Steel analysts agree that consolidation can only help a global market burdened with oversupply. Anti-trust regulators could differ with this consensus, however, to the detriment of the U.S. steel industry. Consolidation cops have an undistinguished record on blocking steel mergers, such as preventing U.S. Steel's attempt to buy National Steel in 1994.Just a few months ago, the Times' editors were chomping at the bit to subject Major League Baseball to antitrust prosecution because owners wouldn't relocate the Expos to Washington, DC. And the Times, like most major media outlets, provided no substantial coverage or scruting of the Bush administration's antitrust misdeeds in other industries. Still, the Times' comments are welcome here, if only because it demonstrates not all conservatives consider antitrust an enlightened form of government intervention.
In the coal industry, there has been more recent evidence of overzealous anti-trust policing that analysts say augurs badly for future steel mergers, with the Federal Trade Commission giving Arch Coal a second information request on its bid to buy Triton Coal. "This is a review," said Merrill Lynch metals analyst Dan Rolling, "that should have taken five minutes," since there is a gross overabundance of coal. Instead, regulators are effectively suspending a merger that should have gotten speedy approval.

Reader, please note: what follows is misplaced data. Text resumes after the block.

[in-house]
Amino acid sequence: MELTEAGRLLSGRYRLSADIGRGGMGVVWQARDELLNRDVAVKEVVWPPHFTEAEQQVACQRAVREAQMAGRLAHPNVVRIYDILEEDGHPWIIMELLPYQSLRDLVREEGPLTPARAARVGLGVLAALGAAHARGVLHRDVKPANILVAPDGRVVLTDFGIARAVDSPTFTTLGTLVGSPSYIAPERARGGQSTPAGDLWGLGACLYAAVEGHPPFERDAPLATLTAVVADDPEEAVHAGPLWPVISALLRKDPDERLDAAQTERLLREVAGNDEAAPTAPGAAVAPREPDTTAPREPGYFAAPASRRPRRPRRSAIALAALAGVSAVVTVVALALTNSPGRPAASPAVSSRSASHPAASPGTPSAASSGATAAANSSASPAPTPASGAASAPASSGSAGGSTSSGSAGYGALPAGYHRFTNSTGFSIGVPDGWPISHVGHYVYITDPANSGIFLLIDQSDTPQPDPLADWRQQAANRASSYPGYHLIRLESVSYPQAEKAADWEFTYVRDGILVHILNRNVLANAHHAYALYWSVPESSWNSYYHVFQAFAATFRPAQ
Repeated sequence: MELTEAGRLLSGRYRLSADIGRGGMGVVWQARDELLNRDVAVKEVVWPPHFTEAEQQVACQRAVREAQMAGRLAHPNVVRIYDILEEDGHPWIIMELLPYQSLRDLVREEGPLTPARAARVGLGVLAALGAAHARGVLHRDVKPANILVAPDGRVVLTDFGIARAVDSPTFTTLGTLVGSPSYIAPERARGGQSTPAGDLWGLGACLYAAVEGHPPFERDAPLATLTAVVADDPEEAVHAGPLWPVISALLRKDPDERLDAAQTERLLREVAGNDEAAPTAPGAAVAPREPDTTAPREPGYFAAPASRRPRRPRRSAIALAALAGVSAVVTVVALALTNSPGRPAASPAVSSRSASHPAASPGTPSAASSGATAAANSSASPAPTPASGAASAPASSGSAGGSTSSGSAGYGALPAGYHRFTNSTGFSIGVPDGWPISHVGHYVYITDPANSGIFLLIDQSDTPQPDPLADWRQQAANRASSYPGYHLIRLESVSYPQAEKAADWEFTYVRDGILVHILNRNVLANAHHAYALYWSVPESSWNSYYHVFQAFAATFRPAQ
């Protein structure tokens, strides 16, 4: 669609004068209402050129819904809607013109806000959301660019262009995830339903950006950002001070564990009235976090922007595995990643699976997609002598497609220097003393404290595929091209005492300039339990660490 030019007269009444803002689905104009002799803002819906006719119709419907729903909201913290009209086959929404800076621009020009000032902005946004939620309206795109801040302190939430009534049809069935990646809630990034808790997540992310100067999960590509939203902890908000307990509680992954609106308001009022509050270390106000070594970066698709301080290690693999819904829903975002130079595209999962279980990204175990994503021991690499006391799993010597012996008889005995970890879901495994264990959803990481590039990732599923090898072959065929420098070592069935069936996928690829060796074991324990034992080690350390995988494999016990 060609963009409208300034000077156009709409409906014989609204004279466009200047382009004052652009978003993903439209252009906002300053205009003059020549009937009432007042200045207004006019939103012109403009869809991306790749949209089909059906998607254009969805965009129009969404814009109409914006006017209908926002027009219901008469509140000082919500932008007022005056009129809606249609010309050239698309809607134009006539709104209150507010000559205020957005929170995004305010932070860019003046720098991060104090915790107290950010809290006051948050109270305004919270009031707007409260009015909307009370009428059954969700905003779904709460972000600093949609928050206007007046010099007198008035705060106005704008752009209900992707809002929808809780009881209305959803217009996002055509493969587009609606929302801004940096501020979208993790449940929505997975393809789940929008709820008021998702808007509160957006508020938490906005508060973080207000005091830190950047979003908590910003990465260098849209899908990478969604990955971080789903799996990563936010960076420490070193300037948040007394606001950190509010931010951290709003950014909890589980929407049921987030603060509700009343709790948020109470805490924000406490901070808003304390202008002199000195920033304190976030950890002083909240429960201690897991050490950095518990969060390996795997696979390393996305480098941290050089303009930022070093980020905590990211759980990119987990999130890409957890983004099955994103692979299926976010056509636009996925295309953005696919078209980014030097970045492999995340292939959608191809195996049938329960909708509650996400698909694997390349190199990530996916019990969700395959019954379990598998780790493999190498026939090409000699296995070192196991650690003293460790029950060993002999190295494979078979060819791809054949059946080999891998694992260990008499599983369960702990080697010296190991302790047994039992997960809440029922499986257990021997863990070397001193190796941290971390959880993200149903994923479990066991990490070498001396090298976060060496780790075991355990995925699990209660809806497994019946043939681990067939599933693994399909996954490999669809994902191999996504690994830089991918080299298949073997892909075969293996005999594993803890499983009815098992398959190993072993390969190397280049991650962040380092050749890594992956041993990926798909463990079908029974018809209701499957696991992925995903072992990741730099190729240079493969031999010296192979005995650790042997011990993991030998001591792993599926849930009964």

Monday, September 29, 2003
Antitrust News: A Battle of Steel Wills
The Washington Times' editorial page has discovered a potential barrier to economic efficiency--antitrust:
Posted by Skip at 8:37 PM